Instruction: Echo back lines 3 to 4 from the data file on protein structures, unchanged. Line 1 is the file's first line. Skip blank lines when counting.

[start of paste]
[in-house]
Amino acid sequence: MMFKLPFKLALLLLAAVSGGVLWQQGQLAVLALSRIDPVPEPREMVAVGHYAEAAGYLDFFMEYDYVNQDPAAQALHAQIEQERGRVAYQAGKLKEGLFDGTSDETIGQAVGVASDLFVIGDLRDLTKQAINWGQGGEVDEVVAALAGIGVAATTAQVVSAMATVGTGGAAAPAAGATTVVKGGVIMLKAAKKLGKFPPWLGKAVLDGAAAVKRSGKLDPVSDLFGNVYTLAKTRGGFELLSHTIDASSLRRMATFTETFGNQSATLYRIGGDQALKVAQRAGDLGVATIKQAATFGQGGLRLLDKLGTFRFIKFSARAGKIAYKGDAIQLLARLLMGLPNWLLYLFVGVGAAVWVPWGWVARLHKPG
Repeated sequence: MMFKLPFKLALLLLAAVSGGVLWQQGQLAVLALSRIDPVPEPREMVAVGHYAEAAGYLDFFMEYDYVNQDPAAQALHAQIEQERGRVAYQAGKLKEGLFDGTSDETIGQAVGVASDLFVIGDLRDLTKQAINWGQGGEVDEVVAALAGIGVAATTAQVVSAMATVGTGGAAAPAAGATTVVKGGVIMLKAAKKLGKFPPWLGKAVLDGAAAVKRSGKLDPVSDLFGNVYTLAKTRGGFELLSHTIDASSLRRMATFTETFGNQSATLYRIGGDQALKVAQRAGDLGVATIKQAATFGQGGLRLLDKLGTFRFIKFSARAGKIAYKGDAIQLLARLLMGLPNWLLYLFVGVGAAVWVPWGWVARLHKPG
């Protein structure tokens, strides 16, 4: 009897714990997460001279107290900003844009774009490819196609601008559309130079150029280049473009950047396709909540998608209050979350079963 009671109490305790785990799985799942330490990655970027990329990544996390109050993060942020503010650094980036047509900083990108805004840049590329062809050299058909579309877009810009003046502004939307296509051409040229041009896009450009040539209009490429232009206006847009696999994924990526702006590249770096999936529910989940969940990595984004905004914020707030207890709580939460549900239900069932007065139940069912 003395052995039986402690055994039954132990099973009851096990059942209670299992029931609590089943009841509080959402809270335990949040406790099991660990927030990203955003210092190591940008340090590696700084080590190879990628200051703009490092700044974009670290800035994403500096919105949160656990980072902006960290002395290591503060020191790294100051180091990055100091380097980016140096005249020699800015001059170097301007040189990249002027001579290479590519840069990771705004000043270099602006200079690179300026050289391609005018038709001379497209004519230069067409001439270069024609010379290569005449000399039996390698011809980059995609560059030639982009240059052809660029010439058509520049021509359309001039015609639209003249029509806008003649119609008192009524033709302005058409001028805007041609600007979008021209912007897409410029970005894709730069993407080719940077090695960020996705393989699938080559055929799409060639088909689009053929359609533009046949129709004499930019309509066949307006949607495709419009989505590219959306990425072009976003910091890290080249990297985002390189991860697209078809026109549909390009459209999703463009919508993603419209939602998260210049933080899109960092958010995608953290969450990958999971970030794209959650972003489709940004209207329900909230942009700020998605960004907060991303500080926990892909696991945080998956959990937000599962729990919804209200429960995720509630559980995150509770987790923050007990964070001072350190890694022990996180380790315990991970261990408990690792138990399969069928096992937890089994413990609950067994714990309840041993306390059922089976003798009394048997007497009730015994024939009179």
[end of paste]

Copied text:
Repeated sequence: MMFKLPFKLALLLLAAVSGGVLWQQGQLAVLALSRIDPVPEPREMVAVGHYAEAAGYLDFFMEYDYVNQDPAAQALHAQIEQERGRVAYQAGKLKEGLFDGTSDETIGQAVGVASDLFVIGDLRDLTKQAINWGQGGEVDEVVAALAGIGVAATTAQVVSAMATVGTGGAAAPAAGATTVVKGGVIMLKAAKKLGKFPPWLGKAVLDGAAAVKRSGKLDPVSDLFGNVYTLAKTRGGFELLSHTIDASSLRRMATFTETFGNQSATLYRIGGDQALKVAQRAGDLGVATIKQAATFGQGGLRLLDKLGTFRFIKFSARAGKIAYKGDAIQLLARLLMGLPNWLLYLFVGVGAAVWVPWGWVARLHKPG
């Protein structure tokens, strides 16, 4: 009897714990997460001279107290900003844009774009490819196609601008559309130079150029280049473009950047396709909540998608209050979350079963 009671109490305790785990799985799942330490990655970027990329990544996390109050993060942020503010650094980036047509900083990108805004840049590329062809050299058909579309877009810009003046502004939307296509051409040229041009896009450009040539209009490429232009206006847009696999994924990526702006590249770096999936529910989940969940990595984004905004914020707030207890709580939460549900239900069932007065139940069912 003395052995039986402690055994039954132990099973009851096990059942209670299992029931609590089943009841509080959402809270335990949040406790099991660990927030990203955003210092190591940008340090590696700084080590190879990628200051703009490092700044974009670290800035994403500096919105949160656990980072902006960290002395290591503060020191790294100051180091990055100091380097980016140096005249020699800015001059170097301007040189990249002027001579290479590519840069990771705004000043270099602006200079690179300026050289391609005018038709001379497209004519230069067409001439270069024609010379290569005449000399039996390698011809980059995609560059030639982009240059052809660029010439058509520049021509359309001039015609639209003249029509806008003649119609008192009524033709302005058409001028805007041609600007979008021209912007897409410029970005894709730069993407080719940077090695960020996705393989699938080559055929799409060639088909689009053929359609533009046949129709004499930019309509066949307006949607495709419009989505590219959306990425072009976003910091890290080249990297985002390189991860697209078809026109549909390009459209999703463009919508993603419209939602998260210049933080899109960092958010995608953290969450990958999971970030794209959650972003489709940004209207329900909230942009700020998605960004907060991303500080926990892909696991945080998956959990937000599962729990919804209200429960995720509630559980995150509770987790923050007990964070001072350190890694022990996180380790315990991970261990408990690792138990399969069928096992937890089994413990609950067994714990309840041993306390059922089976003798009394048997007497009730015994024939009179």